Whether the goal is building a local park or developing disaster response models, collaborative governance is changing the way public agencies at the local, regional, and national levels are working with each other and with key partners in the nonprofit and private sectors. While the academic literature has spawned numerous case studies and context- or policy-specific models for collaboration, the growth of these innovative collaborative governance systems has outpaced the scholarship needed to define it.
Collaborative Governance Regimes breaks new conceptual and practical ground by presenting an integrative framework for working across boundaries to solve shared problems, a typology for understanding variations among collaborative governance regimes, and an approach for assessing both process and productivity performance. This book draws on diverse literatures and uses rich case illustrations to inform scholars and practitioners about collaborative governance regimes and to provide guidance for designing, managing, and studying such endeavors in the future.
Collaborative Governance Regimes will be of special interest to scholars and researchers in public administration, public policy, and political science who want a framework for theory building, yet the book is also accessible enough for students and practitioners.
Kirk Emerson is a professor of practice in collaborative governance in the School of Government and Public Policy at the University of Arizona. She directs the school's Graduate Program in Collaborative Governance.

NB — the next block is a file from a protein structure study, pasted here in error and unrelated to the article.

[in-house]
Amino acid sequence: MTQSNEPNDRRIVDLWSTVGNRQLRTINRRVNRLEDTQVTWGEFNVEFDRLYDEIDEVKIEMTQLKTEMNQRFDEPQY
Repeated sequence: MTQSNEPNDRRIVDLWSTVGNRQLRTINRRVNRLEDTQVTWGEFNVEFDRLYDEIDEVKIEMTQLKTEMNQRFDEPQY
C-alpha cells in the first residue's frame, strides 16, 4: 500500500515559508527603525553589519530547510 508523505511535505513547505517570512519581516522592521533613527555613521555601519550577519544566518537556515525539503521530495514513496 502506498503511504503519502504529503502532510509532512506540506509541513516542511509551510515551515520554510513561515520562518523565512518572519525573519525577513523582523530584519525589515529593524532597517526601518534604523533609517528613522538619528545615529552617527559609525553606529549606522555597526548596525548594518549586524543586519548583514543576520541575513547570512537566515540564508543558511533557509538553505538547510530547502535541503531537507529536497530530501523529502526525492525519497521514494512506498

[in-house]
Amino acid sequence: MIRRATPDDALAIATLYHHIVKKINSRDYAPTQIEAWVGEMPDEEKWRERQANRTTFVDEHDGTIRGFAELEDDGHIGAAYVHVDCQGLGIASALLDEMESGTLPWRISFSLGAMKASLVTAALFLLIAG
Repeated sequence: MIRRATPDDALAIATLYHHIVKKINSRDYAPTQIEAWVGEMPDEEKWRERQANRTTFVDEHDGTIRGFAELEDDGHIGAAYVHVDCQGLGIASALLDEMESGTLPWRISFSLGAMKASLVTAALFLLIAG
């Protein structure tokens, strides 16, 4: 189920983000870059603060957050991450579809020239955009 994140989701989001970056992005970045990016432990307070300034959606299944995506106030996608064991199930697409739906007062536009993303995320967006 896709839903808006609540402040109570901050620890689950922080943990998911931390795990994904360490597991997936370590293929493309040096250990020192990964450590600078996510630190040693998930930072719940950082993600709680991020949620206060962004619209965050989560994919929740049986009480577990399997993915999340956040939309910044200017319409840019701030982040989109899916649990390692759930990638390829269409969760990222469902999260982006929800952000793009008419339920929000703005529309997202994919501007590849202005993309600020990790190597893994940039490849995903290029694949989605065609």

Tina Nabatchi is an associate professor of public administration and international affairs in the Maxwell School of Citizenship & Public Affairs at Syracuse University. She is also the co-director of the Collaborative Governance Initiative at the Maxwell School's Program for the Advancement of Research on Conflict and Collaboration.
TABLE OF CONTENTS
Part I: An Overview of Collaborative Governance
Introduction: Stepping In—The Context for Collaborative Governance
1. Collaborative Governance and Collaborative Governance Regimes
Part II: The Integrative Framework for Collaborative Governance
2. Initiating Collaborative Governance: The System Context,
Drivers, and Regime Formation
Case Illustration: National Collaborative for Higher Education
3. Collaboration Dynamics: Principled Engagement, Shared
Motivation, and the Capacity for Joint Action
Case Illustration: The Everglades Restoration Task Force,
by Tanya Heikkila and Andrea K. Gerlak
4. Generating Change: Collaborative Actions, Outcomes, and
Case Illustration: The Military Community Compatibility
Part III: Case Studies of Collaborative Governance Regimes
5. Who Speaks for Toronto? Collaborative Governance in the
Civic Action Alliance,
by Alison Bramwell
6. Collaborative Governance in Alaska: Responding to Climate
Change Threats in Alaska Native Communities,
by Robin Bronen
7. Power and the Distribution of Knowledge in a Local
Groundwater Association in Guadalupe Valley, Mexico
by Chantelise Pells
Part IV: Collaborative Governance Regimes
8. Moving from Genus to Species: A Typology of Collaborative
9. Assessing the Performance of Collaborative Governance
Conclusion: Stepping Back, Stepping Up, and Stepping Forward—
Summary Observations and Recommendations
About the Authors and Contributors